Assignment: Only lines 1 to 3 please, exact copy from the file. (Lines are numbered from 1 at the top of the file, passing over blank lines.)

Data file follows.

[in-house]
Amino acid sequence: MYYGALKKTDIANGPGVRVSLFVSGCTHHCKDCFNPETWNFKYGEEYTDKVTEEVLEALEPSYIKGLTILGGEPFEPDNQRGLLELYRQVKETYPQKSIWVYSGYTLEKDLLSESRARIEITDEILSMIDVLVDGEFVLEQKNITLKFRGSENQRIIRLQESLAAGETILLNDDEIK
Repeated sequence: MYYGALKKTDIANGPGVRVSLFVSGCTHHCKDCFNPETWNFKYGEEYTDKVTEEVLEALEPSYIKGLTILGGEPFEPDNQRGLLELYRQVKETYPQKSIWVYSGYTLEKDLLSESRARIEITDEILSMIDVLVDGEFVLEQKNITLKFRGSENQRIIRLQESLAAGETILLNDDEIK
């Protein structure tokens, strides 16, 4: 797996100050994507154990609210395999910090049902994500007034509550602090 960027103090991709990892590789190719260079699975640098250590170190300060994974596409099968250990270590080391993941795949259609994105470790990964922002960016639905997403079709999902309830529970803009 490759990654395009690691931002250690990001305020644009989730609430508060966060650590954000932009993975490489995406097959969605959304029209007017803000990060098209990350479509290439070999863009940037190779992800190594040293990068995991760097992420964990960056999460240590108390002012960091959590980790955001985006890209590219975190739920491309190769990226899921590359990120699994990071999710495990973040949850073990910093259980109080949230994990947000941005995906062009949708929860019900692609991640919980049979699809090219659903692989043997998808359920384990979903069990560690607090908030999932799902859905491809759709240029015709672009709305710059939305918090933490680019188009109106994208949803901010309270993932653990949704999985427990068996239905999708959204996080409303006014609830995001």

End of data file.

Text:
[in-house]
Amino acid sequence: MYYGALKKTDIANGPGVRVSLFVSGCTHHCKDCFNPETWNFKYGEEYTDKVTEEVLEALEPSYIKGLTILGGEPFEPDNQRGLLELYRQVKETYPQKSIWVYSGYTLEKDLLSESRARIEITDEILSMIDVLVDGEFVLEQKNITLKFRGSENQRIIRLQESLAAGETILLNDDEIK
Repeated sequence: MYYGALKKTDIANGPGVRVSLFVSGCTHHCKDCFNPETWNFKYGEEYTDKVTEEVLEALEPSYIKGLTILGGEPFEPDNQRGLLELYRQVKETYPQKSIWVYSGYTLEKDLLSESRARIEITDEILSMIDVLVDGEFVLEQKNITLKFRGSENQRIIRLQESLAAGETILLNDDEIK